The Complainant contends that the disputed domain name is identical, or confusingly similar to its magazine title and corresponding registered marks; that the site operated under the disputed domain name shows no evidence of a bona fide business and that this, together with the fact that the disputed domain name was only registered at a time when the Respondent must have been aware of the potential for confusion with the Complainant’s marks, constitute evidence that the Respondent has no rights or legitimate interests in respect of the disputed domain name; and that the site operated under the disputed domain name was apparently created with the intention of generating commercial gain from confusion with the Complainant’s marks and that the disputed domain name was therefore registered, and is being used, in bad faith.
The Respondent did not reply to the Complainant’s contentions.
6. Discussion and Findings
A. Identical or Confusingly Similar
There is no doubt that the disputed domain name is identical, or confusingly similar, to the Complainant’s mark. The disputed domain name contains of the Complainant’s mark in its entirety and the domain names under which the Complainant and Respondent operate their sites are identical, save for the small difference of a punctuation mark.
The Panel therefore finds that the Complainant has established the first element of paragraph 4(a) of the Policy in relation to the disputed domain name.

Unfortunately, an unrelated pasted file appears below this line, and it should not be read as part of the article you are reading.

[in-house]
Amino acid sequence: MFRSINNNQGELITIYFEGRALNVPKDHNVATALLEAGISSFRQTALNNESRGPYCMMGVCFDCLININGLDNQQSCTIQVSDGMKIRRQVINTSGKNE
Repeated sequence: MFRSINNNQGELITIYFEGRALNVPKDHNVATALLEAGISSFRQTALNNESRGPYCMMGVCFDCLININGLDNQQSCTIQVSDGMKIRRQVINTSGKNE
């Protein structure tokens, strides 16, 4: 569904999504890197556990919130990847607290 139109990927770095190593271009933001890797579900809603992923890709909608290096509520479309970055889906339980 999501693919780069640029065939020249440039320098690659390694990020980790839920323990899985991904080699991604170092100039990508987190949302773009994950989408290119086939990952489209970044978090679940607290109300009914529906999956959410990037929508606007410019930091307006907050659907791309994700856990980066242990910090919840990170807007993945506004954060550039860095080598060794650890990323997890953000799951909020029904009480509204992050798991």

B. Rights or Legitimate Interests
It is for the Complainant to establish that the Respondent has no rights or legitimate interests in the disputed names (Croatia Airlines d.d. v. Modern Empire Internet Ltd., WIPO Case No. D2003-0455; Belupo d.d. v. WACHEM d.o.o, WIPO Case No. D2004-0110). Nevertheless, given that in this case the likelihood of confusion is strong, and the only use of the disputed domain name is for a site containing material directed at the same target audience as the Complainant’s magazine and its corresponding Internet site, the Panel is of the view that it is implausible that the Respondent has any rights or legitimate interests in the disputed domain name. This is particularly the case, given that the Respondent must have been aware of the likelihood of confusion at the time of registering the disputed domain name and that none of the circumstances enunciated in paragraph 4(c) of the Policy appear to be existent in this case.
The Panel therefore finds that the Complainant has established the second element of paragraph 4(a) of the UDRP Policy.
C. Registered and Used in Bad Faith
The Respondent must have been aware of the likelihood of confusion with the Complainant’s marks at the time of registering the disputed domain name. Nevertheless, the Respondent registered the disputed domain name with the apparent purpose of gaining commercial revenue from advertising links contained in the associated website. Knowingly to profit from confusion with the Complainant’s mark, in the absence of any right or legitimate interest in the disputed domain name, constitutes evidence of bad faith pursuant to paragraph 4(b)(iv) of the Policy.
The Panel therefore finds that the Complainant has established the third element of paragraph 4(a) of the Policy.
For all the foregoing reasons, in accordance with paragraphs 4(i) of the Policy and 15 of the Rules, the Panel orders that the disputed domain name <donna-moderna.com> be transferred to the Complainant.
Michael J. Spence
Dated: January 30, 2011